The Testarossa became Ferrari's flagship model in 1984, replacing the 512BB. Testa Rossa or 'Red Head' refers to the crackle Red cam covers of the late 50's racers of the same name.
Ferrari's intention was to create a more refined, practical supercar than the outgoing BB - more a GT than a road racer - while retaining the high performance required in the flagship car. The Testarossa's most striking feature is undoubtedly its distinctive side slats. Not just a styling feature, they served to protect ingress into the new side mounted radiators. A less popular styling cue was the replacement of the traditional rounded tail lights with a new slatted arrangement.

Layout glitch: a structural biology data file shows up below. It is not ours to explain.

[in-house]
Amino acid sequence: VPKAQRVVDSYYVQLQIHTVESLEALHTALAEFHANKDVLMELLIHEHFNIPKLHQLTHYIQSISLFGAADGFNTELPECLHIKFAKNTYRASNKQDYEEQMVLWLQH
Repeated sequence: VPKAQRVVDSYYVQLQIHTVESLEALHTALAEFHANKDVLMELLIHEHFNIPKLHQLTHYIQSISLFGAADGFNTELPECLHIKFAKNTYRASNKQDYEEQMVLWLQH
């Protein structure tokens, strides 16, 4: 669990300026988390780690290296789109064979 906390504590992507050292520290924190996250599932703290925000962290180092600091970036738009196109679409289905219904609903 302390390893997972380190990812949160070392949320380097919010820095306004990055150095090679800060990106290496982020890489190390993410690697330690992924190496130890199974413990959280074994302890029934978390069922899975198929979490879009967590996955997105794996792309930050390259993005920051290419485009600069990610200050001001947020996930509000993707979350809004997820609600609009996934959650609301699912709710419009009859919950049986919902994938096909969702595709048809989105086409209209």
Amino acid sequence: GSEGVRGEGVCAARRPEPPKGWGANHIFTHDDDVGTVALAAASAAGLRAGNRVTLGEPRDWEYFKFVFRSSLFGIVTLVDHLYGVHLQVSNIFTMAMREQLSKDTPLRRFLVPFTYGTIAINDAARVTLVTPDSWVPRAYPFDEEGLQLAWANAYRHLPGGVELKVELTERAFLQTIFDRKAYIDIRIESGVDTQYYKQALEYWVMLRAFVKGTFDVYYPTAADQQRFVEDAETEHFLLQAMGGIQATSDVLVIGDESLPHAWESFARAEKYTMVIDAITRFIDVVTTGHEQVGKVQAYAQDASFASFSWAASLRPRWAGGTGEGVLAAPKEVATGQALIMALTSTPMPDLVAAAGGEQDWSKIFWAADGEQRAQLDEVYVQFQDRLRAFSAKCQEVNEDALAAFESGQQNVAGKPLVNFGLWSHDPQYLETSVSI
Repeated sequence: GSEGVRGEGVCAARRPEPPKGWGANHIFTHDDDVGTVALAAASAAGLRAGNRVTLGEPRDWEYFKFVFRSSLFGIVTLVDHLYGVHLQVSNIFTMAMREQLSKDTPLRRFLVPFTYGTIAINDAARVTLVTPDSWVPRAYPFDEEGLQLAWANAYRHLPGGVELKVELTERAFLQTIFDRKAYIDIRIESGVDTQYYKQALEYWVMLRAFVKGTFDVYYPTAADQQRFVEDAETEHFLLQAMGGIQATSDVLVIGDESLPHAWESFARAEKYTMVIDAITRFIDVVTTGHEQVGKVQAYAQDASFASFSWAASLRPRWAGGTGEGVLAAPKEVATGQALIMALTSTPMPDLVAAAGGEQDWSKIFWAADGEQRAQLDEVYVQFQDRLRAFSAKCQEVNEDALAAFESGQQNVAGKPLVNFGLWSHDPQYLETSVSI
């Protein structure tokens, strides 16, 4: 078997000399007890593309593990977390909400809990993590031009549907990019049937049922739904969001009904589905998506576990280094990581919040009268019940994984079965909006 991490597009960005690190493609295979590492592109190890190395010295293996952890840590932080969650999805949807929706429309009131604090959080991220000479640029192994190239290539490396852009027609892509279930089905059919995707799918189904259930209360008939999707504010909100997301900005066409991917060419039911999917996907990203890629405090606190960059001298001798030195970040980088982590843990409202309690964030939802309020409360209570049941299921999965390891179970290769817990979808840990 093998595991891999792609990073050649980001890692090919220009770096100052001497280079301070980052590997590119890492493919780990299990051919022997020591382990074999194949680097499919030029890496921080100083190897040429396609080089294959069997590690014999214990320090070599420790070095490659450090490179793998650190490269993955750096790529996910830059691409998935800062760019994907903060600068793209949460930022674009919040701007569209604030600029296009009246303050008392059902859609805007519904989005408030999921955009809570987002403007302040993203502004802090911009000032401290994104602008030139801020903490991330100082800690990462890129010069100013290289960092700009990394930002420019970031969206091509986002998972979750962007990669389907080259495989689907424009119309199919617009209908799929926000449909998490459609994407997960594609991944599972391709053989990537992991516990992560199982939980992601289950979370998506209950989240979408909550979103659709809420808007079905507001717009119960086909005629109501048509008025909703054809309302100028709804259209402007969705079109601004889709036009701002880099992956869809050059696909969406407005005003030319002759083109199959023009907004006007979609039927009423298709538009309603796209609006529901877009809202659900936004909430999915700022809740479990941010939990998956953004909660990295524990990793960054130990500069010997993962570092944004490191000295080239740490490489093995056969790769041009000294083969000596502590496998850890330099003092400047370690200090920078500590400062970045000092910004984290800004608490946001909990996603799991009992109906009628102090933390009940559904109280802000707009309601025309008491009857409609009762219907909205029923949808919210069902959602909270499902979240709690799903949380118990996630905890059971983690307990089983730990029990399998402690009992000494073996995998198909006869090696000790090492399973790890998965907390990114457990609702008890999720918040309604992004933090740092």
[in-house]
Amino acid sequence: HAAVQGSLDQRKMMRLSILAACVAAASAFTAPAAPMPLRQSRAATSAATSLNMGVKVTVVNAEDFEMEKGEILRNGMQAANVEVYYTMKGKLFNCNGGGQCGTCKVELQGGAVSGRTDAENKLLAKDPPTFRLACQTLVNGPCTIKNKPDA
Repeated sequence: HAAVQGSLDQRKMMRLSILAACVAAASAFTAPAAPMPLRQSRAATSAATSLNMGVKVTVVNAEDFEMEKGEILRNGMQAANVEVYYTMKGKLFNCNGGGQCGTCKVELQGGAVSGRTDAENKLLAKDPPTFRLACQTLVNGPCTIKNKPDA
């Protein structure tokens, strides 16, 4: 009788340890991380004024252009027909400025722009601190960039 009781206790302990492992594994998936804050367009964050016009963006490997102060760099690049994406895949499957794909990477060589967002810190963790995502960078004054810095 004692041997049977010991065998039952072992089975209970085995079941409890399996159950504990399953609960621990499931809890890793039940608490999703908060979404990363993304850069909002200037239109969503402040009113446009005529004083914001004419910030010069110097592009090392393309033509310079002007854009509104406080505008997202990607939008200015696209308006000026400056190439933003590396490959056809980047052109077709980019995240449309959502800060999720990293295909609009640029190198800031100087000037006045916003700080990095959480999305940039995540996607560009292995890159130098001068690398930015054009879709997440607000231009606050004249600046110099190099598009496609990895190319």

The Testarossa continued largely unchanged until 1992 when the more powerful, restyled 512TR was introduced.